If you’d like to become a sponsor and gain visibility with innovators in the Toronto area, contact us:

  • productcamptoronto at gmail dot com

Volunteer

We’re looking for volunteers to help with some of the logistics during the day. If you’re interested in volunteering,  you can indicate that when you register and someone will contact you.

Twitter – #pct2

Finally, look for the #pct2 hash tag on Twitter. We’ll post announcements via Twitter ahead of the Camp and hope to have some live updates on Oct 4.

Looking forward to seeing you there.

Upcoming ProductCamps

Add to FacebookAdd to DiggAdd to Del.icio.usAdd to StumbleuponAdd to RedditAdd to BlinklistAdd to TwitterAdd to TechnoratiAdd to FurlAdd to Newsvine

ProductCamp New York was last weekend and it appears to have been quite successful. Alan attended and wrote up this post about it.

If you missed the New York session and want another chance to attend one, there are 4 5 more in the works in the coming months, starting with ProductCamp Austin in only a few weeks.

ProductCamp Austin
Date: Saturday August 15, 2009
Location: The University of Texas at Austin, McCombs School of Business, Austin
More details: click here.

Followed by one in September.

ProductCamp RTP2
Date: Saturday September 26, 2009
Location: Cambria Suites, Raleigh-Durham Airport
More details. click here.

And 2 ProductCamps in October.

ProductCamp Toronto 2009
Date: Sunday October 4, 2009
Location: Ted Rogers School of Business @ Ryerson University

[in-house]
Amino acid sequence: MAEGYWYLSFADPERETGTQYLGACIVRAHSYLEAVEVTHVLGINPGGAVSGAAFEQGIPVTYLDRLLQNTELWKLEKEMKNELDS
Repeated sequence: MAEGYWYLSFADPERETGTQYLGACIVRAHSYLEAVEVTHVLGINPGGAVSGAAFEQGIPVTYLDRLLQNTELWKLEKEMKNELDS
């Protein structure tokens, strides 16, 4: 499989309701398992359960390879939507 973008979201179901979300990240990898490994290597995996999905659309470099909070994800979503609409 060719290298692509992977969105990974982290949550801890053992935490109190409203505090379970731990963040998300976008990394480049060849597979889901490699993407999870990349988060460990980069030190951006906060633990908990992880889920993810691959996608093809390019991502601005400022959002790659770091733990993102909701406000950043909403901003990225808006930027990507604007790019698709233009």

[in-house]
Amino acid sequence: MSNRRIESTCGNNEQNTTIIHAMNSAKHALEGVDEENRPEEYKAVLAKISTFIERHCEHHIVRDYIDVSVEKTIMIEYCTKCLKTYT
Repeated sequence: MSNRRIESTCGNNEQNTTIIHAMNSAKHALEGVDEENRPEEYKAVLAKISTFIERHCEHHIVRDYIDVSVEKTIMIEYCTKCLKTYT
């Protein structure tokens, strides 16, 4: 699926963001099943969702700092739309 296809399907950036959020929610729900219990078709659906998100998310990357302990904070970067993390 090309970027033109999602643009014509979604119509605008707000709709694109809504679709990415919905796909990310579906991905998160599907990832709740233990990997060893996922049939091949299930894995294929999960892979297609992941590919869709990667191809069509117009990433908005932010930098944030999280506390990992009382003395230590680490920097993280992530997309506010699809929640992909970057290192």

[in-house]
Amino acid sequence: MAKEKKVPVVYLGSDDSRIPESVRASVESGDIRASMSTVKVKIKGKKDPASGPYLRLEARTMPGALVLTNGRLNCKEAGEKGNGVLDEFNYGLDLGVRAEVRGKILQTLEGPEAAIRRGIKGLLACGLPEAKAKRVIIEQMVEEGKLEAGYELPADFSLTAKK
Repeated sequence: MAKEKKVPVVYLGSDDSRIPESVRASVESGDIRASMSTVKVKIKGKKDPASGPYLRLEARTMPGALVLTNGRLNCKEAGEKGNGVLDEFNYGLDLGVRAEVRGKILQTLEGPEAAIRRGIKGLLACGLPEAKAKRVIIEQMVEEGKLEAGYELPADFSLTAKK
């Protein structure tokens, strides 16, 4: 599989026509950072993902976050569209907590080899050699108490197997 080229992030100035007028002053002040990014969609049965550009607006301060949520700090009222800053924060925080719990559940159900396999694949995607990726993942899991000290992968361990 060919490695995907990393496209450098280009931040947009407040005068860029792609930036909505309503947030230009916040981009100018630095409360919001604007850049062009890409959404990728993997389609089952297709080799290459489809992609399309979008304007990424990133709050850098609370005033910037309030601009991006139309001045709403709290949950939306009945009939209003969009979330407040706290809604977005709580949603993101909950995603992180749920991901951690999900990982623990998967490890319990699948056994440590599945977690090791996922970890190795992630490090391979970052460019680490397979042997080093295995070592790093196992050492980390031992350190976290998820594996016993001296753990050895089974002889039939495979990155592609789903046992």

More details: click here.

ProductCamp Seattle
Date: Saturday October 10, 2009
Location: Amdocs, 2211 Elliott Ave, Seattle WA
More details: click here.

And to round the year off, Boston is holding their camp in November.

ProductCamp Boston
Date: November 7, 2009
Location: Microsoft New England R&D Center, Boston MA
More details: click here.

For information on these events as well as other events relevant to the Product Management, Product Marketing and Product Development communities, check out our Events page. And if you know of an event we should list, let us know in the comments of that page.

Saeed

The problem with “find an unsolved problem…”

The common wisdom for developing new products, goes something like this:

  1. Find an unsolved problem or an unmet need
  2. Identify who values that need
  3. Build a profitable solution for that audience
  4. Communicate the existence and value of the solution to the market
  5. Iterate as needed
  6. Reap the rewards

There are many variations of this list, but generally this is the conventional wisdom.

A while back, I wrote a post entitled. Forget research, let’s just build something! I started it with the following haiku:

Research a concept?
How accurate will it be?
Build something, then see.

In mature or maturing markets, its a lot easier to identify adjacent problems for a set of target customers and work to address them. There are many reasons for this, but a lot of it has to do with working within a specific context or frame of reference and evolving from there. The user isn’t forced to make a context switch to a completely new problem space or new set of actions, which may be a big leap for them.

But when trying to create a new solution or a new market, identifying “unsolved problems” that people will identify with becomes very difficult.

Example 1: Cell phones

For example,  consider how people first viewed cell phones. A lot of people couldn’t understand why someone would want to carry a phone around with them everywhere they went. I had a coworker back in the 1980s who had one of those big, bulky (even by standards back then) phones with a separate 5lb battery pack. The phones cost thousands of dollars, had poor coverage, and were very expensive to use.  What “unsolved” problem was being addressed there? In those early days, how many people would say “Yes, I have a problem big enough that I need to carry that device around.”?